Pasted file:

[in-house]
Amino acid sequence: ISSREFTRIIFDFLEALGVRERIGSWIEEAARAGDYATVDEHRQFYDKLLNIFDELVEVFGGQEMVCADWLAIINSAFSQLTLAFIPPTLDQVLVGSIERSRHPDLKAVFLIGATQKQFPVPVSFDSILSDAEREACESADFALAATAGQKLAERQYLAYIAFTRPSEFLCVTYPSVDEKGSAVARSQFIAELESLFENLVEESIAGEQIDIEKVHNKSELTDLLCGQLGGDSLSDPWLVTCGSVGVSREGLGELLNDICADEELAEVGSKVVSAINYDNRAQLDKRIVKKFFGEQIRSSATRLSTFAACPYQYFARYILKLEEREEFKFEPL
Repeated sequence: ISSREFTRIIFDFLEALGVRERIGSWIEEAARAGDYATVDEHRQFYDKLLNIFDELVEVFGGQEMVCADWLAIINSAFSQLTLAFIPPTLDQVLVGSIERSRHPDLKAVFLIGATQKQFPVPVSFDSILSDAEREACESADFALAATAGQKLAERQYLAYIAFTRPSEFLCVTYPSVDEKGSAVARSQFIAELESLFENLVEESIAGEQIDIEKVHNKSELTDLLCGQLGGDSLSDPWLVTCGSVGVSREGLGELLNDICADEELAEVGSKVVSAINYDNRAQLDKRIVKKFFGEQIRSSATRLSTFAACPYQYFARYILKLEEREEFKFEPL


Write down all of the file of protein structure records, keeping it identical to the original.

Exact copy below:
[in-house]
Amino acid sequence: ISSREFTRIIFDFLEALGVRERIGSWIEEAARAGDYATVDEHRQFYDKLLNIFDELVEVFGGQEMVCADWLAIINSAFSQLTLAFIPPTLDQVLVGSIERSRHPDLKAVFLIGATQKQFPVPVSFDSILSDAEREACESADFALAATAGQKLAERQYLAYIAFTRPSEFLCVTYPSVDEKGSAVARSQFIAELESLFENLVEESIAGEQIDIEKVHNKSELTDLLCGQLGGDSLSDPWLVTCGSVGVSREGLGELLNDICADEELAEVGSKVVSAINYDNRAQLDKRIVKKFFGEQIRSSATRLSTFAACPYQYFARYILKLEEREEFKFEPL
Repeated sequence: ISSREFTRIIFDFLEALGVRERIGSWIEEAARAGDYATVDEHRQFYDKLLNIFDELVEVFGGQEMVCADWLAIINSAFSQLTLAFIPPTLDQVLVGSIERSRHPDLKAVFLIGATQKQFPVPVSFDSILSDAEREACESADFALAATAGQKLAERQYLAYIAFTRPSEFLCVTYPSVDEKGSAVARSQFIAELESLFENLVEESIAGEQIDIEKVHNKSELTDLLCGQLGGDSLSDPWLVTCGSVGVSREGLGELLNDICADEELAEVGSKVVSAINYDNRAQLDKRIVKKFFGEQIRSSATRLSTFAACPYQYFARYILKLEEREEFKFEPL